Muslim Ethics

THE THIRD SESSION in our series on Ethics in World Religions was a lively and inspiring one on Ethics in Islam, held in September at the Baab-ul-Ilm Shia Muslim Centre in Moortown. We visited this centre in May for the Walk of Friendship and to share in Iftar in ]uly (see Simon Phillips’s report), and the welcome on this occasion was as warm as it was before. The President of the Centre, Rasool Bhamani, gave a presentation which invited audience participation, and he was supported by the imam and scholar in residence, Hadi Taki. Rasool referred to several well-known definitions and approaches to ethics, such as those of Aristotle, Freud and Kohlberg, noting their weaknesses and that their common feature is that they advocate a relative morality. Islam, by contrast, offers

an absolute morality based on the teaching of the Qur’an and the sayings and practice of the Prophet Muhammad. Outlining the context of the Prophet’s work, the lawless, cialis online nl violent and ignorant society of Arabia, Rasool showed how in just 23 years Muhammad effected extensive reform, making life safer and better for everyone. The violent jihad today of Islamic Society (ISIS) in Iraq betrays the values of Islam, reverting to the practices that Muhammad condemned. Rasool went on to outline ten commandments of morality in Islam, illustrating their application and relevance in everyday life today. They include: worship of one God; kindness to parents; no extravagance nor miserliness; no killing in feuds; no adultery; no unjust killing; care of orphans; keeping one’s promises; being honest and fair; avoiding arrogance. All of these can be found in Sura 17 of the Qur’an. The presentation was followed by a session of questions and comments, and conversation over tasty refreshments. We are very grateful both for the vigorous, interesting and sincere presentation and for the hospitality we received from these good people.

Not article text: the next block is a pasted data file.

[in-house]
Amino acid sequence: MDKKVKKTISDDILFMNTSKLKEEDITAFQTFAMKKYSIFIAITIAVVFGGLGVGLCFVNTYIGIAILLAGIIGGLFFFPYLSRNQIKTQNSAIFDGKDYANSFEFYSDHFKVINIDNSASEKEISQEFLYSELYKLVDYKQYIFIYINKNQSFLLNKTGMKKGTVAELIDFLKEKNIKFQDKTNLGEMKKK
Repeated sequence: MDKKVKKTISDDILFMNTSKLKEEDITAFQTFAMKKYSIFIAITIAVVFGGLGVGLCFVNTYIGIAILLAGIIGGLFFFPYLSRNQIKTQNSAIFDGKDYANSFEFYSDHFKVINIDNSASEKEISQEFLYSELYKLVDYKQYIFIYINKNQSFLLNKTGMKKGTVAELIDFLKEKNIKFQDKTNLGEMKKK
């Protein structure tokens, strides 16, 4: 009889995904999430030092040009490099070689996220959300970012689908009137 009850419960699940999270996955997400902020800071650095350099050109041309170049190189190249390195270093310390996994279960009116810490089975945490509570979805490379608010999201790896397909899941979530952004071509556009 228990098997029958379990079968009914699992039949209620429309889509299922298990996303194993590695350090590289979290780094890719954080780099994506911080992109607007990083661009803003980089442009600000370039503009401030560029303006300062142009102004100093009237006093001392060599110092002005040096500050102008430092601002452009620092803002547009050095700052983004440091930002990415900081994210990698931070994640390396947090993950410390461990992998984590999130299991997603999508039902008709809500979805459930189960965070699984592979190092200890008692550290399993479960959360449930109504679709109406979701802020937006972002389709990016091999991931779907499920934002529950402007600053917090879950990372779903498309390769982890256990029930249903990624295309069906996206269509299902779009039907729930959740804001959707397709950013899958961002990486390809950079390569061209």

John S. Summerwill